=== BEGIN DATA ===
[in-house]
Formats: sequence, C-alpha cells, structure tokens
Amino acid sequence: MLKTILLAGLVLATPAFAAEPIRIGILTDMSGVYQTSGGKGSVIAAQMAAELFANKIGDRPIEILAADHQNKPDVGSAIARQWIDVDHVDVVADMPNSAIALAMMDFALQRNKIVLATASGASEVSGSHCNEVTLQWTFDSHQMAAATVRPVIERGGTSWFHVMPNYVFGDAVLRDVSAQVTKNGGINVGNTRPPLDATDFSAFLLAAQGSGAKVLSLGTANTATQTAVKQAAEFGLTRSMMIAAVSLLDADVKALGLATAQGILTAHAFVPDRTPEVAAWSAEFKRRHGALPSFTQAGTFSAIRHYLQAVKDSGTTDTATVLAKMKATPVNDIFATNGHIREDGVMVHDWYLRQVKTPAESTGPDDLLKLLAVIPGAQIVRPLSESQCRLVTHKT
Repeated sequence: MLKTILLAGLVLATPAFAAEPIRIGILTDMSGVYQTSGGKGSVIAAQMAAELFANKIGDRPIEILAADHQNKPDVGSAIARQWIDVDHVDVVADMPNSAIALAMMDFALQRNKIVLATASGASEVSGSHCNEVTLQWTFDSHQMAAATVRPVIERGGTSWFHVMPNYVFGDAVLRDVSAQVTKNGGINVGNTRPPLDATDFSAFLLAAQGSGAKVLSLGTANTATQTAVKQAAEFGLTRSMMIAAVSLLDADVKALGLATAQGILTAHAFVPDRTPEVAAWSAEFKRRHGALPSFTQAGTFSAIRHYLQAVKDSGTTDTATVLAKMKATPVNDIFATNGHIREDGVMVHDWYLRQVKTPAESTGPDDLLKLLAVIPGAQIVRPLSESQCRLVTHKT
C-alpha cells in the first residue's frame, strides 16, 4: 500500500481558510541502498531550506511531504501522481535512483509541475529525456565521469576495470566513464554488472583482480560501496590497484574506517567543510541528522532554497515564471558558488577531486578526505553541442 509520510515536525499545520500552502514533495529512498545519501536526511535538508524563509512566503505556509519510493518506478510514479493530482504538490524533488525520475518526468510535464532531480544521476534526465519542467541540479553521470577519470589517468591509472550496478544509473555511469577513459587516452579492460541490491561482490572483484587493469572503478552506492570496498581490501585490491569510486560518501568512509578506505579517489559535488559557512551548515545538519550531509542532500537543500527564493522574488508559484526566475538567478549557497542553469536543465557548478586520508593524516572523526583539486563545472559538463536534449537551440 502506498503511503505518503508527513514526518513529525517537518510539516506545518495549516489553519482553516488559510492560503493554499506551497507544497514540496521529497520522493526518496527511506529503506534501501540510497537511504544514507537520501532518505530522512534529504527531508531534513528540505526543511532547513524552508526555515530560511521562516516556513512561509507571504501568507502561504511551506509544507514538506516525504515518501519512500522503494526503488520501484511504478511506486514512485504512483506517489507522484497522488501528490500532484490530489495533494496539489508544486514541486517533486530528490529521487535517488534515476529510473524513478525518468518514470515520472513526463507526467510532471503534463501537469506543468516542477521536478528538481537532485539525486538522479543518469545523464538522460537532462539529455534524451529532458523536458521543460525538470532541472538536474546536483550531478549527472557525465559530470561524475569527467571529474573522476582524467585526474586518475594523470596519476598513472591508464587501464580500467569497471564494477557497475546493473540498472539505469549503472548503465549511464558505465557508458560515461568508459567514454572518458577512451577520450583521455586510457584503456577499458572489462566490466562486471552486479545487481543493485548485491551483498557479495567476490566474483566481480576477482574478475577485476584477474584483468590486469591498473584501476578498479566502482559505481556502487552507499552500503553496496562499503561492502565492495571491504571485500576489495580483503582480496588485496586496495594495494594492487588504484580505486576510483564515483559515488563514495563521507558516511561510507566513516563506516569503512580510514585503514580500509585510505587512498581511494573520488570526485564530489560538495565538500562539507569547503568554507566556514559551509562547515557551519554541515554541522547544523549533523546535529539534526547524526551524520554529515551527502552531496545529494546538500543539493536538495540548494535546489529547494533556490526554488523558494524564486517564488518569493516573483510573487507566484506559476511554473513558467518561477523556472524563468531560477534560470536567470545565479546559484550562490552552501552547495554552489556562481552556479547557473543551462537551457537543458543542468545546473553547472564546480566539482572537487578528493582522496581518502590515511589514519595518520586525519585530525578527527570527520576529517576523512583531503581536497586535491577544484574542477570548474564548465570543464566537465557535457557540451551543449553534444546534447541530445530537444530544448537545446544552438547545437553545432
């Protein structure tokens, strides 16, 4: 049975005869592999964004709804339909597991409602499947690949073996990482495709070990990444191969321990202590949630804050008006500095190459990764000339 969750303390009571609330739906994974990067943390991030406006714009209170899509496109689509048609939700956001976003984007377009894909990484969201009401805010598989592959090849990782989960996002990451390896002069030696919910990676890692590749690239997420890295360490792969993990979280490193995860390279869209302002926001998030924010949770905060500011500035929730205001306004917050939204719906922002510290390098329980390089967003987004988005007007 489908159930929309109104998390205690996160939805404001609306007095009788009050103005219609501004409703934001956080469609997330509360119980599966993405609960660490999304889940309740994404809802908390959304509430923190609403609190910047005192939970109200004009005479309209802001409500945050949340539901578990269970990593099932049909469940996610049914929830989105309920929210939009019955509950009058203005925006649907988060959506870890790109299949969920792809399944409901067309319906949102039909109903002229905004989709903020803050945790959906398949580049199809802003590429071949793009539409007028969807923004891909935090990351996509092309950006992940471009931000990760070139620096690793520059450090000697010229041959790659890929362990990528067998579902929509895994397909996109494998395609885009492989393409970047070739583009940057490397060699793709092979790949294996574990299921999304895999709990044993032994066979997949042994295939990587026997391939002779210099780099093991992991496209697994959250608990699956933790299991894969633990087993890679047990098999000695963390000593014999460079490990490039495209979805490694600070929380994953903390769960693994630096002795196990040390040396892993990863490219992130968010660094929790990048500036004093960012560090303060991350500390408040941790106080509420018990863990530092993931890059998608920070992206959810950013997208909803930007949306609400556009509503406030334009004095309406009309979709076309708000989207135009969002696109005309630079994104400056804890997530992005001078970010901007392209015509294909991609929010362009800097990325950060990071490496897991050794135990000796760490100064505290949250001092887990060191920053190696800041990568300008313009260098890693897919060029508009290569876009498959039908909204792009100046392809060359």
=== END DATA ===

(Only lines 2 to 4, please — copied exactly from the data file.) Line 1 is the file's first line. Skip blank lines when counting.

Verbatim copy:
Formats: sequence, C-alpha cells, structure tokens
Amino acid sequence: MLKTILLAGLVLATPAFAAEPIRIGILTDMSGVYQTSGGKGSVIAAQMAAELFANKIGDRPIEILAADHQNKPDVGSAIARQWIDVDHVDVVADMPNSAIALAMMDFALQRNKIVLATASGASEVSGSHCNEVTLQWTFDSHQMAAATVRPVIERGGTSWFHVMPNYVFGDAVLRDVSAQVTKNGGINVGNTRPPLDATDFSAFLLAAQGSGAKVLSLGTANTATQTAVKQAAEFGLTRSMMIAAVSLLDADVKALGLATAQGILTAHAFVPDRTPEVAAWSAEFKRRHGALPSFTQAGTFSAIRHYLQAVKDSGTTDTATVLAKMKATPVNDIFATNGHIREDGVMVHDWYLRQVKTPAESTGPDDLLKLLAVIPGAQIVRPLSESQCRLVTHKT
Repeated sequence: MLKTILLAGLVLATPAFAAEPIRIGILTDMSGVYQTSGGKGSVIAAQMAAELFANKIGDRPIEILAADHQNKPDVGSAIARQWIDVDHVDVVADMPNSAIALAMMDFALQRNKIVLATASGASEVSGSHCNEVTLQWTFDSHQMAAATVRPVIERGGTSWFHVMPNYVFGDAVLRDVSAQVTKNGGINVGNTRPPLDATDFSAFLLAAQGSGAKVLSLGTANTATQTAVKQAAEFGLTRSMMIAAVSLLDADVKALGLATAQGILTAHAFVPDRTPEVAAWSAEFKRRHGALPSFTQAGTFSAIRHYLQAVKDSGTTDTATVLAKMKATPVNDIFATNGHIREDGVMVHDWYLRQVKTPAESTGPDDLLKLLAVIPGAQIVRPLSESQCRLVTHKT